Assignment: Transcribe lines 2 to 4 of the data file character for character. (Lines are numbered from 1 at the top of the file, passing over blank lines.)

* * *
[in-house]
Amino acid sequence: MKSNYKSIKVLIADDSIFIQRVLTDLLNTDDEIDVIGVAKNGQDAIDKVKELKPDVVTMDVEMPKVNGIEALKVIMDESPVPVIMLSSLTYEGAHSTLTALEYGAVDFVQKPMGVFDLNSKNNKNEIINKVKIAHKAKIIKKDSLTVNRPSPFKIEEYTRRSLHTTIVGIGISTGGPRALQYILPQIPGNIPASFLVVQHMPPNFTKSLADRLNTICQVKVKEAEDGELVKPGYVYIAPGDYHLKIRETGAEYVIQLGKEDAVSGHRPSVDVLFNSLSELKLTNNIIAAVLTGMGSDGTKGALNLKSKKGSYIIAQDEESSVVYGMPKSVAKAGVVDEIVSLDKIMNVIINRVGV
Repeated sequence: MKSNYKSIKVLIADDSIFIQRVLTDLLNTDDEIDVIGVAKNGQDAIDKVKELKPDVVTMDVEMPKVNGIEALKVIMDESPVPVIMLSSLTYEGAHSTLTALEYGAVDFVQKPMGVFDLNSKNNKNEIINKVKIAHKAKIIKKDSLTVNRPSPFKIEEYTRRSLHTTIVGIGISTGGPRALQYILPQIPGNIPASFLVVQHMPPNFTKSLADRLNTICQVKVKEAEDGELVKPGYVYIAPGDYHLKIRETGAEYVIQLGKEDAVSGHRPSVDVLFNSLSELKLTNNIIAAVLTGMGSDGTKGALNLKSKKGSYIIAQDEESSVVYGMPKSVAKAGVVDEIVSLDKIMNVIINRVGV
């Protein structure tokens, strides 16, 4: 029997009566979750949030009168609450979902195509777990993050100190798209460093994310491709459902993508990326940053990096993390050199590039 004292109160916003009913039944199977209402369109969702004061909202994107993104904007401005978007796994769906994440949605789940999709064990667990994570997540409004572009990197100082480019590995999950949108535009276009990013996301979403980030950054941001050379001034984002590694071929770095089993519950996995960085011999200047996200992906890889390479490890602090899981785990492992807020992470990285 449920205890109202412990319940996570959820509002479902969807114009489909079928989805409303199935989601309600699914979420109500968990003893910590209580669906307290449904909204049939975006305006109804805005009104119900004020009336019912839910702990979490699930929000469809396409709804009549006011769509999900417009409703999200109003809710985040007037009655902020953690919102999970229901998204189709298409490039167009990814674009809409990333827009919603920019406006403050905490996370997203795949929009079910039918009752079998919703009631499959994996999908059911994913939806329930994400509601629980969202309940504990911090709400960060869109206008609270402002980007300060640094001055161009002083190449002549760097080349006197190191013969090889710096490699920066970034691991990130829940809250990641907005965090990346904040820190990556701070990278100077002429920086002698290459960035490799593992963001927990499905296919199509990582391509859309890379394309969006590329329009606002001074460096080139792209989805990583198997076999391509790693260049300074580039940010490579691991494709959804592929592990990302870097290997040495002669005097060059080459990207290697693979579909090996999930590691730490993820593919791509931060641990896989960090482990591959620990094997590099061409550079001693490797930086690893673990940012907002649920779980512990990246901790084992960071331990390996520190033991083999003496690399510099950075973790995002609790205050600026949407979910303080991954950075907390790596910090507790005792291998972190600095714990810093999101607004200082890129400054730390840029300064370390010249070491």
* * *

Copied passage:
Amino acid sequence: MKSNYKSIKVLIADDSIFIQRVLTDLLNTDDEIDVIGVAKNGQDAIDKVKELKPDVVTMDVEMPKVNGIEALKVIMDESPVPVIMLSSLTYEGAHSTLTALEYGAVDFVQKPMGVFDLNSKNNKNEIINKVKIAHKAKIIKKDSLTVNRPSPFKIEEYTRRSLHTTIVGIGISTGGPRALQYILPQIPGNIPASFLVVQHMPPNFTKSLADRLNTICQVKVKEAEDGELVKPGYVYIAPGDYHLKIRETGAEYVIQLGKEDAVSGHRPSVDVLFNSLSELKLTNNIIAAVLTGMGSDGTKGALNLKSKKGSYIIAQDEESSVVYGMPKSVAKAGVVDEIVSLDKIMNVIINRVGV
Repeated sequence: MKSNYKSIKVLIADDSIFIQRVLTDLLNTDDEIDVIGVAKNGQDAIDKVKELKPDVVTMDVEMPKVNGIEALKVIMDESPVPVIMLSSLTYEGAHSTLTALEYGAVDFVQKPMGVFDLNSKNNKNEIINKVKIAHKAKIIKKDSLTVNRPSPFKIEEYTRRSLHTTIVGIGISTGGPRALQYILPQIPGNIPASFLVVQHMPPNFTKSLADRLNTICQVKVKEAEDGELVKPGYVYIAPGDYHLKIRETGAEYVIQLGKEDAVSGHRPSVDVLFNSLSELKLTNNIIAAVLTGMGSDGTKGALNLKSKKGSYIIAQDEESSVVYGMPKSVAKAGVVDEIVSLDKIMNVIINRVGV
């Protein structure tokens, strides 16, 4: 029997009566979750949030009168609450979902195509777990993050100190798209460093994310491709459902993508990326940053990096993390050199590039 004292109160916003009913039944199977209402369109969702004061909202994107993104904007401005978007796994769906994440949605789940999709064990667990994570997540409004572009990197100082480019590995999950949108535009276009990013996301979403980030950054941001050379001034984002590694071929770095089993519950996995960085011999200047996200992906890889390479490890602090899981785990492992807020992470990285 449920205890109202412990319940996570959820509002479902969807114009489909079928989805409303199935989601309600699914979420109500968990003893910590209580669906307290449904909204049939975006305006109804805005009104119900004020009336019912839910702990979490699930929000469809396409709804009549006011769509999900417009409703999200109003809710985040007037009655902020953690919102999970229901998204189709298409490039167009990814674009809409990333827009919603920019406006403050905490996370997203795949929009079910039918009752079998919703009631499959994996999908059911994913939806329930994400509601629980969202309940504990911090709400960060869109206008609270402002980007300060640094001055161009002083190449002549760097080349006197190191013969090889710096490699920066970034691991990130829940809250990641907005965090990346904040820190990556701070990278100077002429920086002698290459960035490799593992963001927990499905296919199509990582391509859309890379394309969006590329329009606002001074460096080139792209989805990583198997076999391509790693260049300074580039940010490579691991494709959804592929592990990302870097290997040495002669005097060059080459990207290697693979579909090996999930590691730490993820593919791509931060641990896989960090482990591959620990094997590099061409550079001693490797930086690893673990940012907002649920779980512990990246901790084992960071331990390996520190033991083999003496690399510099950075973790995002609790205050600026949407979910303080991954950075907390790596910090507790005792291998972190600095714990810093999101607004200082890129400054730390840029300064370390010249070491």